Among his three most experienced are in their fourth year with PSU and they have seen nearly an even amount of snaps throughout the first two weeks. Smith said that against Pittsburgh, Grant Haley played most, seeing 59 snaps. Amani Oruwariye played 55 and and Christian Campbell played 52.
Smith refers to Haley as “the guy,” or the “the grandpa,” of the CB meeting room and credits the position’s resurgence largely to the consistent efforts of Haley throughout his first three seasons with the program.
“He’s such a smart, great athlete, great football player, great person and great student.” Smith said. “When we recruit a corner, we want him to resemble what Grant Haley has done for us. I can’t say enough good things about him. The player he is, the person he is and his leadership in our room is why we’re playing at a high level right now.”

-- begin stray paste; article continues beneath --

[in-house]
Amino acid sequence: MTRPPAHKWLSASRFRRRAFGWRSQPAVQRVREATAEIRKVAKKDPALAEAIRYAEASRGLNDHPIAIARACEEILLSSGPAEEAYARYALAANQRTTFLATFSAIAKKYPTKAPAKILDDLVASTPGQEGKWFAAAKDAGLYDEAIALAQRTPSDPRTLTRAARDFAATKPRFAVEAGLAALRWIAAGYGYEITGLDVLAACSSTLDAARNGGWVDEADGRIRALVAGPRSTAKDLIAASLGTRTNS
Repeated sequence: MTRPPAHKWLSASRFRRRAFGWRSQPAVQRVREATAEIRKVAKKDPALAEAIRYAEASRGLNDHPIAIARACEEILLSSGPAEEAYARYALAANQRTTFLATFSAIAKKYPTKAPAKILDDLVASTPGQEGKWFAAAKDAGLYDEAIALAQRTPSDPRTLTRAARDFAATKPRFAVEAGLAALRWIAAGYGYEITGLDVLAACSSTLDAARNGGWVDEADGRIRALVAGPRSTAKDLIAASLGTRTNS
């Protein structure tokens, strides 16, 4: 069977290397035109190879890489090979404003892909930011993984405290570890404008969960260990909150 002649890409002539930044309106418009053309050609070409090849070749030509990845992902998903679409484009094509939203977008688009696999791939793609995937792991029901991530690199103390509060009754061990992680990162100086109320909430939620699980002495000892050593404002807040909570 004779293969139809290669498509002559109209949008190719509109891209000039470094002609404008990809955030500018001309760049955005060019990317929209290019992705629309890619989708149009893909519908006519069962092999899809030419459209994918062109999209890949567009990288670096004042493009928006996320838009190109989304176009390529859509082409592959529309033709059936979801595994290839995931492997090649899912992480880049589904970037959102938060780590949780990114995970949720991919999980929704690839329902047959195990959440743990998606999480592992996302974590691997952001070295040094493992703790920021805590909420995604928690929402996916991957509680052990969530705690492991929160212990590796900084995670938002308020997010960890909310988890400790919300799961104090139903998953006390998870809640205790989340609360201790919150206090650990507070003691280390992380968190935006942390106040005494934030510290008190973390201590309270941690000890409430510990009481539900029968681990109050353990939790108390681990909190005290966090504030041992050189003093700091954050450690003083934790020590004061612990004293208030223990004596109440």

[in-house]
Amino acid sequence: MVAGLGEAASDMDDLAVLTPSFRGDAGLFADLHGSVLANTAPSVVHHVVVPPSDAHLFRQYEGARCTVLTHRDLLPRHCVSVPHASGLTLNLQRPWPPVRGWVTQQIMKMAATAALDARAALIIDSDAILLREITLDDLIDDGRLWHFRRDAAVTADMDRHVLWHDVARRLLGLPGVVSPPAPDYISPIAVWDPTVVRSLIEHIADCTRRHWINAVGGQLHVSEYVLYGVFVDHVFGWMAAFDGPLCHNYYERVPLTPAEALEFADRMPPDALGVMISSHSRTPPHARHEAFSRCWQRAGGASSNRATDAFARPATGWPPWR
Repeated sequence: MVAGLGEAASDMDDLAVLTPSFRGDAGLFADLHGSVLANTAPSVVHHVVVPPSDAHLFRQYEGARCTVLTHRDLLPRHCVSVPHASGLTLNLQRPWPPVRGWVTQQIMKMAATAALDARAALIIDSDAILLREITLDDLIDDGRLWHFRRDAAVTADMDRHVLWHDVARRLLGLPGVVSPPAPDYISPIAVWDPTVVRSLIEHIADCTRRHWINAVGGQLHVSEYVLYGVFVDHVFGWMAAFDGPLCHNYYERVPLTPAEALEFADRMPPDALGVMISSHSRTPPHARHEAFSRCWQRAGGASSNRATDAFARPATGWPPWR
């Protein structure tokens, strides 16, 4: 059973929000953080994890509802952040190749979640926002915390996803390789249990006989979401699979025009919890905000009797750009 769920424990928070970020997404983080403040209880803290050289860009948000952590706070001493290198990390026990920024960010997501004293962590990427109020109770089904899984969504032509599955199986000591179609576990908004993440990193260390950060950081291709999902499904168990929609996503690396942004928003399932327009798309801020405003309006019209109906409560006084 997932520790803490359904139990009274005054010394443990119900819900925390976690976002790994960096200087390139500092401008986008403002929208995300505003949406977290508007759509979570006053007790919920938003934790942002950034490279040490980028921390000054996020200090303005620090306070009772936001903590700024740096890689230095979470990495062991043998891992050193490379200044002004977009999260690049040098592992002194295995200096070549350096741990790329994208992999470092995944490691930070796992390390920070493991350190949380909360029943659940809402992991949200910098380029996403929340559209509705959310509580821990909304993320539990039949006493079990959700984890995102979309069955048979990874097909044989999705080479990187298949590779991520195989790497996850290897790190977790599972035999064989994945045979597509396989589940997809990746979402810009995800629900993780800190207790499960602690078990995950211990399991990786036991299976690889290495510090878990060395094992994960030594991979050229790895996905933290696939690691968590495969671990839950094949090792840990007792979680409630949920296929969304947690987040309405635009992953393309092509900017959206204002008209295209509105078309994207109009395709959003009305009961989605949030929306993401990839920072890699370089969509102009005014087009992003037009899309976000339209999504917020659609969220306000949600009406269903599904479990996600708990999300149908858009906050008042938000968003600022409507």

Although he played fewer snaps against Pitt, Campbell is listed on the official depth chart as the starter opposite of Haley, and Smith said he believes Campbell, who stands 6-foot-1 and 194 pounds, “has as much upside as anyone in the country.”
Oruwariye, meanwhile, is the all-important third corner in the rotation, and his flying interception against Akron in the opener, Smith added, represents the catching ability of his position unit – contrary to popular belief that DBs are athletes who struggle to catch.
For all three, in addition to Reid, he projects a professional future. He’s not into predictions – “I don’t want to be Nostradamus,” he quipped – but those four might just be just opening the floodgates.